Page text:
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I want to get a new motherboard..


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#1
Deven

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Hey guys,

I'm looking to upgrade the motherboard on my computer. I have a HP a1240n which is a standard P4 3.0ghz. You can check out the specs of it here. The only thing I have done is add 2gb of RAM to make it have a total of 3gb ram and I also installed a PCI nvidia geforce 5200x graphics card a while back, but I want to drastically upgrade this computer. Can anyone reccomend me a good motherboard which preferably has PCI express slots because I want to get a much better graphics card. Also, how do I find out which motherboard will fit the best?

Thanks for the help..
Deven
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#2
mpascal

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If you want to upgrade your motherboard, you will almost definitely have to also upgrade your CPU and RAM. The graphics card you have will still be usable. What do you mean when you say you want to "drastically" upgrade your computer? Because a "drastic" upgrade will most likely just be a new system.
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#3
Deven

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Yeah, I want to get new RAM and processor.. how can I find the best one that I can use to upgrade?
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#4
mpascal

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What kind of budget are you thinking of upgrading with? The graphics card you currently have will work on the motherboard, but if you plan on upgrading basically every new motherboard comes with PCI-E 16x slots nowadays.

Are you planning on keeping the current case you have?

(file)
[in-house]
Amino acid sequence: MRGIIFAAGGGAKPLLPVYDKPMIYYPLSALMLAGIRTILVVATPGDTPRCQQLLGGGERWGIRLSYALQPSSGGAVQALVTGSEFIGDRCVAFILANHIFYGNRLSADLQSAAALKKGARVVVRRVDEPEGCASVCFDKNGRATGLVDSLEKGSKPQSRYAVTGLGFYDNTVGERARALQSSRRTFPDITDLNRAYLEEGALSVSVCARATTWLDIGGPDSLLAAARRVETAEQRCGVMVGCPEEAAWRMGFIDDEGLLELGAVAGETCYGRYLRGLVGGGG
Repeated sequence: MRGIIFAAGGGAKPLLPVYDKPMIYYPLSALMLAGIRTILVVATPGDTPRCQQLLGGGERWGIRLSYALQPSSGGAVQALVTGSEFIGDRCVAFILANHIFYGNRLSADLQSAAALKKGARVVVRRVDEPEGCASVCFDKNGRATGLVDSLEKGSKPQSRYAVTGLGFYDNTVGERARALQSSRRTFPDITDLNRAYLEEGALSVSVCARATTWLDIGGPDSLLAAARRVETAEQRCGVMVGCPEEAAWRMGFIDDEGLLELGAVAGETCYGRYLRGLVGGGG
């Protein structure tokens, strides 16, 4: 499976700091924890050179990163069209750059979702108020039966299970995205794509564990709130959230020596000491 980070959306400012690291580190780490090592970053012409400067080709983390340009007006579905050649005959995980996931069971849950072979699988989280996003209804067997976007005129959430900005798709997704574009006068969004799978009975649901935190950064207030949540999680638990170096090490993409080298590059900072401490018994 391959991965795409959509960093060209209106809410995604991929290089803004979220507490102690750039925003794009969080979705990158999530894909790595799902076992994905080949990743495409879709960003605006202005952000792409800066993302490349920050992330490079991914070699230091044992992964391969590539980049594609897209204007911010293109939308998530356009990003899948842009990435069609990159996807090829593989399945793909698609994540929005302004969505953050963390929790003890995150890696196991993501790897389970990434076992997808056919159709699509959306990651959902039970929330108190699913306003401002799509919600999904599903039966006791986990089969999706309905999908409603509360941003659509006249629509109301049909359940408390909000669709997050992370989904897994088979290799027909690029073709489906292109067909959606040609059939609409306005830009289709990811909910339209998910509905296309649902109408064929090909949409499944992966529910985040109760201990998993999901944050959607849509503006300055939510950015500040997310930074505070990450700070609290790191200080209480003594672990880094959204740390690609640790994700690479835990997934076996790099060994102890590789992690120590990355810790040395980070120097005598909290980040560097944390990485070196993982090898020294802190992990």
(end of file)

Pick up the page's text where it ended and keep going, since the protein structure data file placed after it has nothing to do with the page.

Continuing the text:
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#5
W-Unit

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Upgrading the mobo on a pre-assembled PC is very difficult, because they often use unconventional designs. So you're not likely to find a new motherboard that will fit in your case. Solution: buy a new case.

You want to upgrade the mobo, processor, RAM, and video card. Note that these are the 4 generally most expensive components.
You'll need a new case in order to use a standard motherboard.
There's a good chance you'll need a new PSU to power your improved hardware, as most pre-assembled PCs come with PSUs that have just enough wattage to power the stock hardware and not much to spare. Upgrading to a modern Core 2 or Socket AM2 processor alone will require a lot more wattage considering how much has changed with processors since the days when the P4 was the standard. Throw in a medium or high-performance PCI-E graphics card and it's almost certain your current PSU doesn't have enough wattage to cover everything.

So let's recap. The parts you'll need to purchase include: processor, mobo, RAM, video card, case, and power supply.
Sounds like a complete system upgrade to me. The only things left that you really want to keep are the optical drives and hard drive(s), and you can always keep the old RAM as well just for the sake of having more (unless you're going to buy enough new RAM to fill all of your new mobo's slots, which you probably won't). These should be easy as even pre-assembled PCs normally conform to industry standards with these components.
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